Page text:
During the first weekend after New Year’s Day, Moby Dick, the famous novel by Herman Melville, is read in its entirety at the Whaling Museum in New Bedford, Massachusetts. The reading lasts approximately 25 hours, while dozens of volunteers read different sections of the book. Anyone can sign up to participate in this marathon, including city councilors, the Mayor, business executives, police officers, and anyone else who wants to read aloud before an audience.
Last year, I was asked to read a portion of Moby Dick at the 2013 Marathon. I gladly accepted the offer, and became the first blind person ever to participate. I read part of Chapter 10 in front of a podium, using a braille copy of Moby Dick that was obtained for me. I felt honored that city officials asked me to be part of this annual community event. Though I was the first blind person to get involved, I was satisfied just to be there at all, and not because of my blindness.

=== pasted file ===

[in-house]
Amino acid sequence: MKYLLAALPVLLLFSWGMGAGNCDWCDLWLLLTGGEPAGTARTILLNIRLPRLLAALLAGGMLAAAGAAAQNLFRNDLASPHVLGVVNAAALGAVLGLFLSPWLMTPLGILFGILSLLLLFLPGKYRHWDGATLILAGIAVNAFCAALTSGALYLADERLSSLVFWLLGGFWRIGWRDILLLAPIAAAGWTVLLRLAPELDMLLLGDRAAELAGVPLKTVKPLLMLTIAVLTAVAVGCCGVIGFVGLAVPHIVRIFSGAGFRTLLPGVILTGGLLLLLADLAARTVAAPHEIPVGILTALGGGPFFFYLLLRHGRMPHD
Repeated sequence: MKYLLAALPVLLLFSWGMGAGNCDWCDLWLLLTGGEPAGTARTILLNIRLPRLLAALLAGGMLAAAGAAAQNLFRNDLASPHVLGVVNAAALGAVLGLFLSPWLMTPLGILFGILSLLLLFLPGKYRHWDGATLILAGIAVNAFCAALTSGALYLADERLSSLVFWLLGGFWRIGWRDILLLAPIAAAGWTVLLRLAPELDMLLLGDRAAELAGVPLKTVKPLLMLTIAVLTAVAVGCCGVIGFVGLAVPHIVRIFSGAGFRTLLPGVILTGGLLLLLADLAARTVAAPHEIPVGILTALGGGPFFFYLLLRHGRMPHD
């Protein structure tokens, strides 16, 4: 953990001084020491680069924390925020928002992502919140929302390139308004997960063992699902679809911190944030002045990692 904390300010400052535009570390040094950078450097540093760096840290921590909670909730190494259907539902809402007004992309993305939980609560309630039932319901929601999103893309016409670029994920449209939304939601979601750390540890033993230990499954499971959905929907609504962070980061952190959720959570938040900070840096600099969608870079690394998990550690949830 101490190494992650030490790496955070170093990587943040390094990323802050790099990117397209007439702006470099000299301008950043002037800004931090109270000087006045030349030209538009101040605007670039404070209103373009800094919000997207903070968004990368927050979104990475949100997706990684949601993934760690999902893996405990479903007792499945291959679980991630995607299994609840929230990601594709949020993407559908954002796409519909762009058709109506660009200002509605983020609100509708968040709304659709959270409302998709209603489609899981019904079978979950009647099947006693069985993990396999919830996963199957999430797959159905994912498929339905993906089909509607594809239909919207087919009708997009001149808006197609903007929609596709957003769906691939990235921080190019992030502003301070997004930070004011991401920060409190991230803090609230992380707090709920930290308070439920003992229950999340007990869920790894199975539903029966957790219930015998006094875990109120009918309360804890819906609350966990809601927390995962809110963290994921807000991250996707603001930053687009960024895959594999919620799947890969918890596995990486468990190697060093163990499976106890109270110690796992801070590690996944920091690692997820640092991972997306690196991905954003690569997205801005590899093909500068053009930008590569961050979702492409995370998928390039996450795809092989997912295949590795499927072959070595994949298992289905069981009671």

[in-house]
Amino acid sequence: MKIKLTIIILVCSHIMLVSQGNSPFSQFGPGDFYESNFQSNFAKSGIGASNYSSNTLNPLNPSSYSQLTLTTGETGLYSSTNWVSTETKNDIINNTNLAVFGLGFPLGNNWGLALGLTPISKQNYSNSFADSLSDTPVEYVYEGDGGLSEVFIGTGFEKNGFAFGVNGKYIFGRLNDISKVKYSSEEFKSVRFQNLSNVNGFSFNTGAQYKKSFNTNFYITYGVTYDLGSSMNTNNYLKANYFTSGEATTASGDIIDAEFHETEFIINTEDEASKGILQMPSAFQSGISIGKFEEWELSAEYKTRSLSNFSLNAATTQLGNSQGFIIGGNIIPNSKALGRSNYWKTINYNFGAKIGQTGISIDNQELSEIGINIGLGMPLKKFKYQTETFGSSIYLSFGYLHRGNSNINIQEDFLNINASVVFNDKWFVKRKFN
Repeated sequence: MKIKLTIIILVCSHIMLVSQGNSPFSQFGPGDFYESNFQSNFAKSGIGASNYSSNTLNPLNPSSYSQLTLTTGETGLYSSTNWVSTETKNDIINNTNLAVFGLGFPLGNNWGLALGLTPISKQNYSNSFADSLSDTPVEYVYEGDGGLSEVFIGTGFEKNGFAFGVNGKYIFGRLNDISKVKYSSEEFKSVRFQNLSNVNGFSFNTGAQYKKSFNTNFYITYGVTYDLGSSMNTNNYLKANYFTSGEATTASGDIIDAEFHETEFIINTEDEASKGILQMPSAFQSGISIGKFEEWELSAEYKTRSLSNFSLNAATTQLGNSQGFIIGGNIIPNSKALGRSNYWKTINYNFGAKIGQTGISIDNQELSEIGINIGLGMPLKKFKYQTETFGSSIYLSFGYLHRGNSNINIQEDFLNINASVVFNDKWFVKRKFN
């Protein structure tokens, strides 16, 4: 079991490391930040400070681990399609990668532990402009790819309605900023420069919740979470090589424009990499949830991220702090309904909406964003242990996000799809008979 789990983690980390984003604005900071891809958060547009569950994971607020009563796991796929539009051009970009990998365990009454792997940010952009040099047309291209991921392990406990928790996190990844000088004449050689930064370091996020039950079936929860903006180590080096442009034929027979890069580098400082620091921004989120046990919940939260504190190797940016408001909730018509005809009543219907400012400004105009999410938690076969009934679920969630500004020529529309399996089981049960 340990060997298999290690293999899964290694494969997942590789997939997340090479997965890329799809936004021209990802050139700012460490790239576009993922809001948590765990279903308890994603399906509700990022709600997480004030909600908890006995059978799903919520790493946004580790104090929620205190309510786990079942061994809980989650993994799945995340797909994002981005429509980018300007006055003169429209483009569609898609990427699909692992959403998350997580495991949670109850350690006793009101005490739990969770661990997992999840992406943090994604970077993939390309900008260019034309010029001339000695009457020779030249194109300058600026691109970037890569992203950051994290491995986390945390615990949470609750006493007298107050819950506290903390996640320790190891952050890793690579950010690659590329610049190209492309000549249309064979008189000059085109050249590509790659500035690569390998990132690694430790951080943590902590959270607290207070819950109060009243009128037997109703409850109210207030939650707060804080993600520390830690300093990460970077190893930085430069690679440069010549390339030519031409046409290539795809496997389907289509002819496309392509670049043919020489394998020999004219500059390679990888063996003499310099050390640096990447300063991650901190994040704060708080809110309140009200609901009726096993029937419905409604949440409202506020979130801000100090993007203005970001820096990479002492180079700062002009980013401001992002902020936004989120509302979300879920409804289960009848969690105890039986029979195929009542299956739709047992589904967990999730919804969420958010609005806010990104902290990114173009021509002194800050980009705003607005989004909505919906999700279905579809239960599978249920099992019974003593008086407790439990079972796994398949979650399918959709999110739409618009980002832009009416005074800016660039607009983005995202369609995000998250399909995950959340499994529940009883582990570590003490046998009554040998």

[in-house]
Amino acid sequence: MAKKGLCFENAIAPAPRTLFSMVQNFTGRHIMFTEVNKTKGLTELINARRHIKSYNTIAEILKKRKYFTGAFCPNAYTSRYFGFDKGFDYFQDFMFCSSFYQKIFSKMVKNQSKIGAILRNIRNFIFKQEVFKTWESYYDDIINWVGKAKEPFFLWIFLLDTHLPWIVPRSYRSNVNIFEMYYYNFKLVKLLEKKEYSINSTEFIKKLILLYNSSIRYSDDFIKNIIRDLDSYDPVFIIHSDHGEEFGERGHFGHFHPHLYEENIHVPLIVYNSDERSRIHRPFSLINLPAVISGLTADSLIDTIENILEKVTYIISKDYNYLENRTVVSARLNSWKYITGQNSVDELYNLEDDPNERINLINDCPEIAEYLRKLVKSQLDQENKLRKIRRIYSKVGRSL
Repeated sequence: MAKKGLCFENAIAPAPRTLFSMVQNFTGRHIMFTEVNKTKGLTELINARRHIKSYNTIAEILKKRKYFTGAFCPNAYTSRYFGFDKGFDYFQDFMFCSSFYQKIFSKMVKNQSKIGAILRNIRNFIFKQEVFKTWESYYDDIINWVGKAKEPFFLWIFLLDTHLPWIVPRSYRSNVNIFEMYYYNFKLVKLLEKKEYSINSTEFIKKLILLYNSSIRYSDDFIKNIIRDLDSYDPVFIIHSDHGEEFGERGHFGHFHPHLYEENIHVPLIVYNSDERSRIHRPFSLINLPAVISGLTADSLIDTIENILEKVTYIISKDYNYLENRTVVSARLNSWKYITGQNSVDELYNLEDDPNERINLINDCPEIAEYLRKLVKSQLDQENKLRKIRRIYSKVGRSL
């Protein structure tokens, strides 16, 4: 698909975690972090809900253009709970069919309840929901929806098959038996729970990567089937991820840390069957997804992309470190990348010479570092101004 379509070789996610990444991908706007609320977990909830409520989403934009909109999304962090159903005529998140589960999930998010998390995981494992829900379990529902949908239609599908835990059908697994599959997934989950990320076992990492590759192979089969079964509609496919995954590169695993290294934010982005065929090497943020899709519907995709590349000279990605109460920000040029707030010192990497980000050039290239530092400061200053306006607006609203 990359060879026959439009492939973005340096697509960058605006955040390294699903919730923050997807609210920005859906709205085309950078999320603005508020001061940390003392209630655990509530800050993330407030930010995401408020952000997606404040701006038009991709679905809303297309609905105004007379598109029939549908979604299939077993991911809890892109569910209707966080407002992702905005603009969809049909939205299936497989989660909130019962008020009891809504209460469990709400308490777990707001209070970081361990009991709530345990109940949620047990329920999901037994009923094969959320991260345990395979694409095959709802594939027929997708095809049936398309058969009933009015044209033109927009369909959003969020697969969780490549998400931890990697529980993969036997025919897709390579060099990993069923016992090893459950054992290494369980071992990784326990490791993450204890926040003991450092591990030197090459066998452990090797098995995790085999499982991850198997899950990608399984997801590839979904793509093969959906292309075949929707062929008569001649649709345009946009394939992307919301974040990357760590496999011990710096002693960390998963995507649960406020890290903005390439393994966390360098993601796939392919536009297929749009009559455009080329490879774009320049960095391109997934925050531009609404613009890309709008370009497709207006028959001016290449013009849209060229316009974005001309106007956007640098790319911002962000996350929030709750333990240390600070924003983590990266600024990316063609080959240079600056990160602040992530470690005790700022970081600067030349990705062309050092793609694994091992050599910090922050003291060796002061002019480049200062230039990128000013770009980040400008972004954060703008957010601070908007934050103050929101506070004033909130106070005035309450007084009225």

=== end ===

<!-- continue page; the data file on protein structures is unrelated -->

Yesterday, I read at the Moby Dick marathon once again, and the experience was just as rewarding.
As I left the Whaling Museum yesterday, I was stopped by a newspaper reporter who asked me many questions about blindness and braille. Although this reporter was there to cover the Marathon, he immediately changed his focus with me when he discovered that I am blind. This does not surprise me. Whether we like it or not, we make sighted people curious.
I hope that my experience as a blind person contributing to a municipal event will inspire other blind people to get involved with their own community. I know that some of you already do that, but there may be others who need a little incentive.
Your thoughts are welcome in the Reader’s Forum.